Shame and Last Tango in Paris…yes, it’s one of those entries…

I’ve been off work most of this week, so I’ve had plenty of time to think about this entry. I’ve been giving a lot of thought to a couple of films in particular, both separately and in comparison with one another, and those films are Last Tango in Paris and Shame. What got me thinking about the two films in relation to one another was one thing: sex. Obviously, sex is a key facet of creativity for a lot of people. It’s also a driving force, an escape, a reason to get up in the morning, a reason to completely ditch your friends, and many other things in between. The aforementioned films feature sex very heavily (and in some cases, explicitly). It is portrayed in many different lights between the two pieces, so I hope you’ll forgive the train-of-thought style that you’ll no doubt become used to if you keep reading this blog. Also I’m going to talk a little about Puss in Boots later, so if you can get through the coital slog, you’ll be rewarded with a furry little animal and a crude joke about Marlon Brando being rewarded with his own furry little animal in Last Tango. In fact, that was it. So you’ll just be getting the Puss in Boots bit. No more Marlon Brando jokes for you! Now then, open the rusty hinges of your mind’s legs and prepare to be lavished by the phallic extension of my brain…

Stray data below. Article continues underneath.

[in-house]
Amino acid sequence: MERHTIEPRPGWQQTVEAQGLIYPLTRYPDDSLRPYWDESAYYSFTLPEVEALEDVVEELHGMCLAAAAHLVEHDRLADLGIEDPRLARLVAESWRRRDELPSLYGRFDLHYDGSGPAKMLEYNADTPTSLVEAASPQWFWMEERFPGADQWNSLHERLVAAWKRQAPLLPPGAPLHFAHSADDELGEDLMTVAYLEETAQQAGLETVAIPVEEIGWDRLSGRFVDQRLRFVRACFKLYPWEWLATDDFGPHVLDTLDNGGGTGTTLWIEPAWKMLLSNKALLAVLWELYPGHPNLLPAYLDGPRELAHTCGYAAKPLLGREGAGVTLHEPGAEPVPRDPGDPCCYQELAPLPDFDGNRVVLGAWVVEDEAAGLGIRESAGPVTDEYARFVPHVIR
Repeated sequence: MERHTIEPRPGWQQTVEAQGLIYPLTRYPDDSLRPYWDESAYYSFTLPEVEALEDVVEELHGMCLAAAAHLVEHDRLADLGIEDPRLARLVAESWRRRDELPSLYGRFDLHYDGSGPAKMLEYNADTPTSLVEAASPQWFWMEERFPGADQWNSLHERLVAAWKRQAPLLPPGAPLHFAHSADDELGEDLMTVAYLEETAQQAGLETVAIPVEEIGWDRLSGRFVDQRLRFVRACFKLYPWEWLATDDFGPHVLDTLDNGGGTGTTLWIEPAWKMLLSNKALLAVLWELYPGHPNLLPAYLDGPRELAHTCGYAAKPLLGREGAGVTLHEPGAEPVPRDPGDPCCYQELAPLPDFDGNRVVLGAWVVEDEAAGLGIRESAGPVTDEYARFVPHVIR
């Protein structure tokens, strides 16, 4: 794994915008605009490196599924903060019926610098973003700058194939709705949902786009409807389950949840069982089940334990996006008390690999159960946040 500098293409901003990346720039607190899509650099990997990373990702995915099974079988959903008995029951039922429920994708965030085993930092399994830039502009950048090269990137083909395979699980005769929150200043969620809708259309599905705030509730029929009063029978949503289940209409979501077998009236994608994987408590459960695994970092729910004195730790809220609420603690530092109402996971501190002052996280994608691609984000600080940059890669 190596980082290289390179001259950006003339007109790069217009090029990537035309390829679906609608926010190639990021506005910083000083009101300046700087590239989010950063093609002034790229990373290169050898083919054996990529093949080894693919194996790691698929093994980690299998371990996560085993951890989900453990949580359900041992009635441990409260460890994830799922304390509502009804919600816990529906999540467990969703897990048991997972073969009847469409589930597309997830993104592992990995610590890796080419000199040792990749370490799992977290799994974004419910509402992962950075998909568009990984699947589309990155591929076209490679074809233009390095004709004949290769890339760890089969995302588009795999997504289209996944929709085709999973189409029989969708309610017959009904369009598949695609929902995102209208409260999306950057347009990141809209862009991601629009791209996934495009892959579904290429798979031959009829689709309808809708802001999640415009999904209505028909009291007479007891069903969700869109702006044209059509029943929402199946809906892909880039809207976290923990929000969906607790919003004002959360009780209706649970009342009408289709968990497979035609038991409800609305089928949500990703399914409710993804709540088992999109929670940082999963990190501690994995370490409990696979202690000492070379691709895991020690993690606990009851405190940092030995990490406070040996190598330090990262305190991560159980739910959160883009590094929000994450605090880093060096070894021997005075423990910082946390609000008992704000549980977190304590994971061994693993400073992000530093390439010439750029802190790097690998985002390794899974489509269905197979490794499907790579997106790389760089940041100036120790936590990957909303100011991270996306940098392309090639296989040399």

I promise the next bit will be less lewd. Ok? Ok. Let’s talk Last Tango in Paris. First and foremost, this is a fantastic film. Great cinematography, direction, performances – all here. The plot centres around a fortysomething hotel owner named Paul (Marlon Brando) and a twentysomething girl named Jeanne (Maria Schneider) whom he meets incidentally. They express an interest in the same flat, and whilst viewing it, they have spontaneous sex up against a wall.

So begins a relationship based solely on physical companionship and a large degree of anonymity. The flat becomes a haven in which they block out the world and make love. As is the way in such relationships, things don’t remain carefree between the two, as outside forces govern their emotions and begin to alter their little world.

What really drew me into this film were the performances by the leads. Marlon Brando, who would seemingly be a nightmare to work with if reports on the film’s production are anything to go by, is beguiling and very genuine. There are several scenes where he just blows you away. He deftly switches from predatory to vulnerable seamlessly, and adds a surprising amount of pathos to proceedings…and then there’s Maria Schneider, one of Hollywood’s true beauties. Her veiled vulnerability provides a great counterpoint to Brando’s performance – at times it seems like he would be in danger of floating away into his own self-contained little universe if it weren’t for Schneider’s anchoring allure.